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The World Region

Is GovTech the missing ingredient to curb corruption?

Renaud Seligmann's picture



Along with other leaders from the World Bank Group, I am traveling back from a trip to Silicon Valley where we explored the links between technology and government, or GovTech, and their impact on developing countries and curbing corruption.

Shining a light on asset-disclosure practices at the International Anti-Corruption Conference

Laura Pop's picture



In October, hundreds of representatives of civil society organizations, public and private sector representatives, journalists and international organizations gathered in Copenhagen for the 18th International Anti-Corruption Conference. This annual conference is viewed by many as a leading forum in the field of anti-corruption.

Fighting tax evasion: notes from the International Anti-Corruption Conference

Anders Hjorth Agerskov's picture



The irony was hard to miss.

Last month, leaders from the public and private sectors, civil society, international organizations, academia, and the media met at the International Anti-Corruption Conference (IACC) in Copenhagen.

Blog your bureaucracy-related job market paper!

Daniel Rogger's picture
Photo: Simone D. McCourtie / World Bank

Editor's note: This blog post is part of a series for the 'Bureaucracy Lab', a World Bank initiative to better understand the world's public officials.
 
The World Bank's Bureaucracy Lab has been inspired by the folks at the Development Impact blog to highlight some of the best PhD work on the various academic job markets.

Can artificial intelligence stop corruption in its tracks?

Vinay Sharma's picture
AI and data have the potential to prevent corruption. Graphic: Nicholas Nam/World Bank


The amount of goods and services that governments purchase to discharge their official business is a staggering $10 trillion per year – and is estimated at 10 to 25 percent of global GDP. Without effective public scrutiny, the risk of money being lost to corruption and misappropriation is vast. Citizens, rightly so, are demanding more transparency around the process for awarding government contracts. And, at the end of the day, corruption hurts the poor the most by reducing access to essential services such as health and education.

The five drivers for improving public sector performance: Lessons from the new World Bank Global Report

Jana Kunicova's picture



Almost daily, headlines in the world’s leading newspapers are full of examples of public sector failures: public money is mismanaged or outright misused; civil servants are not motivated or are poorly trained; government agencies fail to coordinate with each other; and as a result, citizens are either deprived of quality public services, or must go through a bureaucratic maze to access them.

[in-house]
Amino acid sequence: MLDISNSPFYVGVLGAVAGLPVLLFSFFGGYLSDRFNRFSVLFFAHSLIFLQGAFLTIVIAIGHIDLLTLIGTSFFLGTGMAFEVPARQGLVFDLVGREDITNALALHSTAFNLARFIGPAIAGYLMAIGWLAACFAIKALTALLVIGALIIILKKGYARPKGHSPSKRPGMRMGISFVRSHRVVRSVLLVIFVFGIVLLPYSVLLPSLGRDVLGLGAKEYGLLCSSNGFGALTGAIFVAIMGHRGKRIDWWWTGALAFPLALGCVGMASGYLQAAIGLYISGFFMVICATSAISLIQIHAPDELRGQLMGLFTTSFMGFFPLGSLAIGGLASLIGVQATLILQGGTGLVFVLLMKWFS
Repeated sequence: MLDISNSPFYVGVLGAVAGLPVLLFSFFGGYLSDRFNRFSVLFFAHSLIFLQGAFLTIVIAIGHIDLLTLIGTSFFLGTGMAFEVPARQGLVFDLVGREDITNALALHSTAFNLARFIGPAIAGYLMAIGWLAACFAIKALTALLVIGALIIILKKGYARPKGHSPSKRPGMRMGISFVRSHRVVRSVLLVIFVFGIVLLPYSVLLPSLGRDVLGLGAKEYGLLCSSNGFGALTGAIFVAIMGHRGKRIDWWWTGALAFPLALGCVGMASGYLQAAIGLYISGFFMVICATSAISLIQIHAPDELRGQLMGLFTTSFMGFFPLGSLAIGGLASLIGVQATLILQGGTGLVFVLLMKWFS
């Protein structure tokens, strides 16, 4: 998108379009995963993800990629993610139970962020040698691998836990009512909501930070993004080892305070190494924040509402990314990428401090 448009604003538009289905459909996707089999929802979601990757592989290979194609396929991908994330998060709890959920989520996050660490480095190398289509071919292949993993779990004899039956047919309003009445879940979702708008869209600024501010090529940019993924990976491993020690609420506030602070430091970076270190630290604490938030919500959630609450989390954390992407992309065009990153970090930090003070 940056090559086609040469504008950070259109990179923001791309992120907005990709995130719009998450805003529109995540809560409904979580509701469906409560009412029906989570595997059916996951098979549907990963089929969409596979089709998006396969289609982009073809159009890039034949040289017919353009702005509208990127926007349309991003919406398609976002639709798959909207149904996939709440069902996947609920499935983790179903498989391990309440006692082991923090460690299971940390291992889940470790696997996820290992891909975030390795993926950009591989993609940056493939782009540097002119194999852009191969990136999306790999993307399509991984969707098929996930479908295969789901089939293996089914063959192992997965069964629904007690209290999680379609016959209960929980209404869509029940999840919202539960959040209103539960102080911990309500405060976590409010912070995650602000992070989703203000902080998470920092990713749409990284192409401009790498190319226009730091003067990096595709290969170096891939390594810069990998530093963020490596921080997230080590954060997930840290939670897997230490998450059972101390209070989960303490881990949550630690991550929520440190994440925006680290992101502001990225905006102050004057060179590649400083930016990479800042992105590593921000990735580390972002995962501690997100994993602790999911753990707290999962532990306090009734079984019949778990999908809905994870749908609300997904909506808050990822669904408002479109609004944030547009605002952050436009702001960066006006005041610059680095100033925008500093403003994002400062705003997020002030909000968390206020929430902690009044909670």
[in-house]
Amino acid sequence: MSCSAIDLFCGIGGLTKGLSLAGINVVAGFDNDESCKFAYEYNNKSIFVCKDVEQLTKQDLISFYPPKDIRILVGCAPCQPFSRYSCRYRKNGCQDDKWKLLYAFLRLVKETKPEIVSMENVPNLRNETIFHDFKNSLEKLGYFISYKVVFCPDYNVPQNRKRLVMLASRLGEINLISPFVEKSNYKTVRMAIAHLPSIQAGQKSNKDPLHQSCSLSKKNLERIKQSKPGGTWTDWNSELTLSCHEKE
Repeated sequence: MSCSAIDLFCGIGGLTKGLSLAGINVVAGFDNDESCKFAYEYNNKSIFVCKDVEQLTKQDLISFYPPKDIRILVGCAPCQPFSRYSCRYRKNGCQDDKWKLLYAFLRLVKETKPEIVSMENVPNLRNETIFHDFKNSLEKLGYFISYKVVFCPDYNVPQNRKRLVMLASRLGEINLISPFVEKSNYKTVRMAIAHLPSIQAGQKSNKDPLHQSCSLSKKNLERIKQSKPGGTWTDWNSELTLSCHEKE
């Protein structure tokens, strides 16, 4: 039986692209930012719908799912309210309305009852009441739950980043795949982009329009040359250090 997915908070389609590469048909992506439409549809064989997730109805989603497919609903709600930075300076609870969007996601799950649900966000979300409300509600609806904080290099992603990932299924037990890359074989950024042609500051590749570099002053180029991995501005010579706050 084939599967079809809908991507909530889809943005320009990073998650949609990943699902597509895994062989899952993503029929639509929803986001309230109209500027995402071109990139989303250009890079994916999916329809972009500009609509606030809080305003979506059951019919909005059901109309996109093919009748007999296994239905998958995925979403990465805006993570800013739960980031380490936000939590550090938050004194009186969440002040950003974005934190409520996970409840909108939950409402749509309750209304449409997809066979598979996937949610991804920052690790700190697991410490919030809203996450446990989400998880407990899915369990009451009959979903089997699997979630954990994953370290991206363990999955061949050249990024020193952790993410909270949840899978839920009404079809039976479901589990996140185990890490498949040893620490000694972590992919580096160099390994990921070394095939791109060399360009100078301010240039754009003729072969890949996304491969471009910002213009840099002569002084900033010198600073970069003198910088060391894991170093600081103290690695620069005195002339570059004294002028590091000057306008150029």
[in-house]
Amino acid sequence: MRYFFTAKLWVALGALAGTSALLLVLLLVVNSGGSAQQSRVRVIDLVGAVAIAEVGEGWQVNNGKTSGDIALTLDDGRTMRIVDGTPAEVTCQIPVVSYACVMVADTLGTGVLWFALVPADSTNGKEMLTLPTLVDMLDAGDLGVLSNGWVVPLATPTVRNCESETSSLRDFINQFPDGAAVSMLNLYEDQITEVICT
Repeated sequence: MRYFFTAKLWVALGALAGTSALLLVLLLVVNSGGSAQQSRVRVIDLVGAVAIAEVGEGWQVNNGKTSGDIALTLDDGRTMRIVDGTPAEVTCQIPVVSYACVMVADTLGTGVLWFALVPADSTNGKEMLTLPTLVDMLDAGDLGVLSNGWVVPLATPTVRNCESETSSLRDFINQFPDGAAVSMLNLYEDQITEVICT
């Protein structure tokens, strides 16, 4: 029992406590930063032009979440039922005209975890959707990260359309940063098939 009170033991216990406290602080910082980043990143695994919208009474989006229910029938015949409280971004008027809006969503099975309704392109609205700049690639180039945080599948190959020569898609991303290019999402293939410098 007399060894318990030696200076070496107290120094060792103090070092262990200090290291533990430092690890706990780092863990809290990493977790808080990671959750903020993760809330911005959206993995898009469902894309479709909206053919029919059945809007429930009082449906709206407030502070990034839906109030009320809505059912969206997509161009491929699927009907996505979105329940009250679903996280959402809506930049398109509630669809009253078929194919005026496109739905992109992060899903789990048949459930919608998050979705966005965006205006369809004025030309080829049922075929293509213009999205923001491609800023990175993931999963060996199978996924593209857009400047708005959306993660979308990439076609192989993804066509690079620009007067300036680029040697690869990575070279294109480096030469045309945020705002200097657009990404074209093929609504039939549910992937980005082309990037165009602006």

How to create a system for fair and transparent taxation in the digital age

Ravi Kumar's picture



Enhancing the taxation system in a fair, transparent, and efficient way in the new digital world is essential for countries looking to invest in their human capital, said Karishma Vaswani, Correspondent for BBC Asia Business and moderator of the dynamic event ‘Fair and Transparent Taxation in the Digital Age’ in Bali, Indonesia. Leaders from government, private sector, civil society, and academia gathered to explore the implications of technology on countries’ efforts to mobilize domestic resources to fund the Sustainable Development Goals.

The future of public procurement in the era of digitalization

Yolanda Tayler's picture
Photo: World Bank

Why digitize public procurement?

Many countries have an opportunity to digitally transform public procurement systems to achieve enhanced efficiency, accountability, transparency, and participation of small and medium enterprises (SMEs). Digitally transforming public procurement would also accelerate national development objectives, such as enhancing public service delivery, developing human capital and the private sector, and gender empowerment.

Join Us for “States of Disruption” to Explore the Role of Governance in a Fast-Changing World!

Nicholas Nam's picture



There is no denying that governments across the world today are facing increasingly complex pressures that are altering the world in which we live – fragility, conflict and violence; large migration flows; the amplifying impact of technology; tensions in managing scarce resources; and more complicated service provision needs. These pressures are re-defining the relationship between citizens and the state and leaving many asking what the role of government in the 21st century should be.

Getting the basics right: How to manage civil servants in developing countries

Jan-Hinrik Meyer-Sahling's picture
Graphic: World Bank

Editor's note: This blog post is part of a series for the 'Bureaucracy Lab', a World Bank initiative to better understand the world's public officials.

Governments can only be effective if the people in government – that is its civil servants – are motivated and able to implement policy and services well. In many developing countries, this remains a remote aspiration. Corruption, lack of staff motivation and poor performance are both popular stereotypes and real-world facts. For many decades, international aid programmes have invested in civil service reform to change this reality. The track record of these reform programs has unfortunately been poor.

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